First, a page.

[ID] => 11110
[post_author] => 6150
[post_date] => 2019-06-13 12:15:09
[post_date_gmt] => 2019-06-13 11:15:09
[post_content] => Autonomous robots are rapidly finding an important role in the hazardous chemicals supply chain. Their ability to undertake highly detailed work in dangerous environments not only provides the necessary data to provide solutions and safety but does so without risk to human life.
Over the past few years technological advances in robotics and data capture have accelerated, enabling new innovations and expanded capabilities when it comes to tank inspections and tank bottom integrity evaluation. In one recent example, Phillips 66, Square Robot and Veritank collaborated to successfully develop, construct and deploy an autonomous robot that safely performed its first in-service inspection of the interior of an aboveground diesel storage tank ahead of wider industry use.
“The Phillips 66 team, beginning with their investment in December 2016, has helped Square Robot deliver on its commitment to build autonomous robots to safely inspect tank interiors,” says Square Robot co-founder Eric Levitt.
The new robot can automatically survey and map obstacles within a tank -- while the tank remains in service – to create a specific route map allowing maximum coverage of the tank floor. Using the non-destructive testing (NDT) data gathered, a certified inspector will produce a floor thickness map allowing for a more accurate prediction of a tank floor’s remaining life.
The new design by Square Robot – a young company started by three robotics experts specifically to address the growing need for swimming autonomous robots for oil and gas applications – has received National Electric Code Class 1, Division 2 (C1D2) certification. The importance of this certification is that it allows inspections to occur while the tank is in service and filled with product. The savings in both time and money can be huge if there is no need to empty a tank each time an inspection is due.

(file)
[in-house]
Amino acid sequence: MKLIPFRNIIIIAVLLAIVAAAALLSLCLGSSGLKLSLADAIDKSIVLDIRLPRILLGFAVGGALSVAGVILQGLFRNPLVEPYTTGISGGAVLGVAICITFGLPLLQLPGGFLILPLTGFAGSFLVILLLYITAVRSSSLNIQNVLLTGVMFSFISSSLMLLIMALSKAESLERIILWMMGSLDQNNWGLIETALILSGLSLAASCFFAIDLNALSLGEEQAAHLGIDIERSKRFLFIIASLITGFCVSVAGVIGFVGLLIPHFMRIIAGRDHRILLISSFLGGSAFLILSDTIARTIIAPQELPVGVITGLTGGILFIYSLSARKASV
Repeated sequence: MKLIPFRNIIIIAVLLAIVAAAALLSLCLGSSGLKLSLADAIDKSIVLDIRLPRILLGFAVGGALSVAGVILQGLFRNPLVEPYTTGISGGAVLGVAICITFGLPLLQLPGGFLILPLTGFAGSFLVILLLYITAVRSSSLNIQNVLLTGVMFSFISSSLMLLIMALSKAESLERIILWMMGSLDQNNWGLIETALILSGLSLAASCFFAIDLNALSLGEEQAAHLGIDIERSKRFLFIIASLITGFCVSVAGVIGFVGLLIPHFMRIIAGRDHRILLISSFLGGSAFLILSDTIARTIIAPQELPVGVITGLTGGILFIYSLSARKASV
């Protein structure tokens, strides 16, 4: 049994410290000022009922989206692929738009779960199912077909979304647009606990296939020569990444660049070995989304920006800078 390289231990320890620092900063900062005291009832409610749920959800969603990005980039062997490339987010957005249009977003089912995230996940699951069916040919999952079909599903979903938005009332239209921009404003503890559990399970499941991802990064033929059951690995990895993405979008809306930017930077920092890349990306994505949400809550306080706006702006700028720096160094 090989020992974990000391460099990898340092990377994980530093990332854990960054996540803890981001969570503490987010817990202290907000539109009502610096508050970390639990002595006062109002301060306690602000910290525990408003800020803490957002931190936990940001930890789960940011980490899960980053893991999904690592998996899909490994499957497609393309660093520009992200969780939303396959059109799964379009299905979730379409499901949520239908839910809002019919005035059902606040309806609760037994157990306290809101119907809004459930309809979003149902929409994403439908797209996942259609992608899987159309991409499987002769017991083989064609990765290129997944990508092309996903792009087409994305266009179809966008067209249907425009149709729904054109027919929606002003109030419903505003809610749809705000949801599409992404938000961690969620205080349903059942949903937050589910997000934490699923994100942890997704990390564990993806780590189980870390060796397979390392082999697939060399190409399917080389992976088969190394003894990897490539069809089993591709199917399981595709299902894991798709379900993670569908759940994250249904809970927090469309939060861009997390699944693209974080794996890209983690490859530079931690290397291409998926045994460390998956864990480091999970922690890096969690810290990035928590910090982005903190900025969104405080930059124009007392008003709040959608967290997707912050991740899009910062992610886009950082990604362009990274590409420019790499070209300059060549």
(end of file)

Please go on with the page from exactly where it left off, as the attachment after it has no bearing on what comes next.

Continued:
“We continue to find immense value in being able to better understand the internal condition of our tanks while they remain in service,” says Todd Denton, general manager, midstream operations, at Phillips 66. “We see numerous applications for this service and look forward to its continued deployment across our portfolio.”
Clint Collins, CEO of Veritank, adds: “The ongoing collaboration with the Phillips 66 team of inspection and safety experts has been invaluable during the testing and qualification phase. As we launch and commercialise this new service offering, it is paramount that we maintain our focus on safety and install robust deployment processes while continuing to find new ways to provide value-added services to tank owners and operators.”
Veritank is a wholly owned subsidiary of Square Robot, established in 2018 to provide robotic in-service tank inspections of aboveground storage tanks. Veritank brings together state-of-the-art autonomous robots and experienced inspection professionals to ensure safe access, inspection and value to tank owners and operators.
Development of the tank inspection robot is ongoing, opening up new application possibilities. “In the next phase of development, we will deliver a system certified for C1D1 operations, allowing in-service inspections of lower flash point liquid storage tanks, such as crude and gasoline,” explains Levitt.
[post_title] => Tank inspection: Look, no hands!
[post_status] => publish
[comment_status] => open
[ping_status] => open
[post_name] => tank-inspection-look-no-hands
[post_modified] => 2019-06-13 12:18:36
[post_modified_gmt] => 2019-06-13 11:18:36
[post_parent] => 0
[guid] => https://www.hcblive.com/?p=11110
[menu_order] => 0
[post_type] => post
[comment_count] => 0
[filter] => raw
Tank inspection: Look, no hands!
Advances in robotics now allow for full tank bottom integrity inspections without putting lives at risk or tanking the tank out of service